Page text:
Shout Outs!

Ahead of the conference, I want to give shout out to the three women who helped contribute to my presentation on Inclusive Design for Big Design this coming weekend. As a fully-abled person, I know that my experience and understanding is minimal when it comes to the needs, experiences, thoughts, behaviors, and beliefs of people who have to navigate a world very different from mine. With that in mind, I reached out to see if any people who were differently-abled had a story they wanted to share to help show how powerful inclusive design can be. This resulted in three interviews with three amazing women all doing what they can to help inform the rest of us about what it is like to live in a world with, stealing the phrase from Kat Holmes, mismatched experiences. 

Lauren Taylor, Ms. Wheelchair Texas sitting in her wheelchair with her dog standing beside her.
Lauren Taylor and her dog Buchanan

Lauren Taylor – Ms. Wheelchair Texas 2019

Lauren was referred to me through Facebook via a mutual friend. She is a master’s student in the UNT – Department of Rehabilitation & Health Services rehabilitation counseling program and is studying to receive her license as a certified counselor. She wants to specialize in physical disabilities. Lauren was diagnosed with Congenital Muscular Dystrophy at the age of one and has been in a power chair since the age of three. In her spare time, she volunteers with Canine Companions for Independence alongside her service dog, Buchanan, by raising awareness about the necessity of service dogs and educating others on service dog fraud. Lauren works closely with UNT to make it more universally designed for all students. Her work with Classroom Support Services has enabled her to personally create desks for fixed seating classrooms that are inclusive to every student and are permanently installed, rather than a temporary and separate accommodation. She currently works at REACH, Inc. of Denton as a Youth Transition Specialist, helping youth with disabilities transition into and navigate the adult world. Her platform is Universal Design for Inclusion because of her passion to create a barrier free world where people with and without disabilities can coexist with ease. She hopes to bring the concept of universal design across Texas to businesses, schools and communities to create environments of equal benefit to all members of society. (src)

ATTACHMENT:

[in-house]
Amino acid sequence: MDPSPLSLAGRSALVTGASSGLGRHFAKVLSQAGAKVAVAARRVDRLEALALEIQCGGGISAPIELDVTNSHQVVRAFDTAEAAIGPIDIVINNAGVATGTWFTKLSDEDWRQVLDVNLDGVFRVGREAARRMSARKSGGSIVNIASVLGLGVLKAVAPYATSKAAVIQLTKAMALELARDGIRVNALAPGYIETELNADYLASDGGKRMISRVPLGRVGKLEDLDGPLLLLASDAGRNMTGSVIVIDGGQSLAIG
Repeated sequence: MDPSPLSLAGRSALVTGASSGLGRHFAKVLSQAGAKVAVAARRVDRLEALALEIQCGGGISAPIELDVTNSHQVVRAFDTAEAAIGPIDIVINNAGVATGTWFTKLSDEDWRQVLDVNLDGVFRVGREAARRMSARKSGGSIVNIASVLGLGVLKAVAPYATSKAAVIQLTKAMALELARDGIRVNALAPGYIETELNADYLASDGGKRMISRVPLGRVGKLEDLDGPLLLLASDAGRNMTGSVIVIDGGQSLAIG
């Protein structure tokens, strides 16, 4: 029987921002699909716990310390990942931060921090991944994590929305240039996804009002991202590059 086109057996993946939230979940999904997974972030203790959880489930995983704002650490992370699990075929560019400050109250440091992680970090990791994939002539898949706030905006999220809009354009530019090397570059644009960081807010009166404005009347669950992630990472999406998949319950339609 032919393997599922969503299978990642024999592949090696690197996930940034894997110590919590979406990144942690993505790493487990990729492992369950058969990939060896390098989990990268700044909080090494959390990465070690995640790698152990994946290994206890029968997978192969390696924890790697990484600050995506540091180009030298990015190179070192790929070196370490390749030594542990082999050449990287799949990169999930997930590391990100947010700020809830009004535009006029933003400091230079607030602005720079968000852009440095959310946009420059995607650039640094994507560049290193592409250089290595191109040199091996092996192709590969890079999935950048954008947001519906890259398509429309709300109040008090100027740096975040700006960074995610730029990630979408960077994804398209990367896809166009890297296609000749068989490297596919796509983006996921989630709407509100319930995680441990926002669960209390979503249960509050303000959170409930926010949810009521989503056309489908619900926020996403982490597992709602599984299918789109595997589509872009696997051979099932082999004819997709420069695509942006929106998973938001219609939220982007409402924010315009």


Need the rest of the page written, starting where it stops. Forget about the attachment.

She provides a great introduction to herself and her platform in this video. Please, if you have a chance, take a look!

Svetlana Kouznetsova headshot in front of pretty pink flowers.
Svetlana Kouznetsova

Svetlana Kouznetsova

I met Svetlana back in 2012 at an Information Architecture conference in New Orleans. I found her to be charming and funny and really enjoyed the little bit of time we were able to hang out. She is an author, a speaker, and a consultant as well as the founder of Audio Accessibility, a captioning and communication access consulting firm. She wrote a book on captioning as an art form, which you can find here. She also hosted her own TEDx talk on the same topic where she explains that being inclusive accessible is not only good for people, but it is is also good for business.

You can learn more about here here: about.me/svetlanakouznetsova

Ainslee wearing glasses and a scarf.
Ainslee Hooper

Ainslee Hooper

Ainslee is a fellow anthropologist who lives in Australia that I have known for about a decade. She uses her anthropology background to consult with businesses on accessibility.

In her own words “[h]aving a lived experience of disability gives me an insight into the issues faced by people with a disability. It also gives me an insight in to some of the problems faced by disability service providers and businesses outside of the sector, in providing appropriate services. As an Anthropologist, I have the tools available to provide disability service providers, and other businesses that wish to utilise my services, access to consumer insights that will not only help improve services but will strengthen relationships between businesses, both within and outside of the disability sector, and consumers.”

She is also a power lifter who jokes that she “skipped leg day 1 too many times”.

Thank you to all of you!

I feel honored and privileged that you all took the time to work with me on this. I learned a lot from all of you and really appreciate all that you do.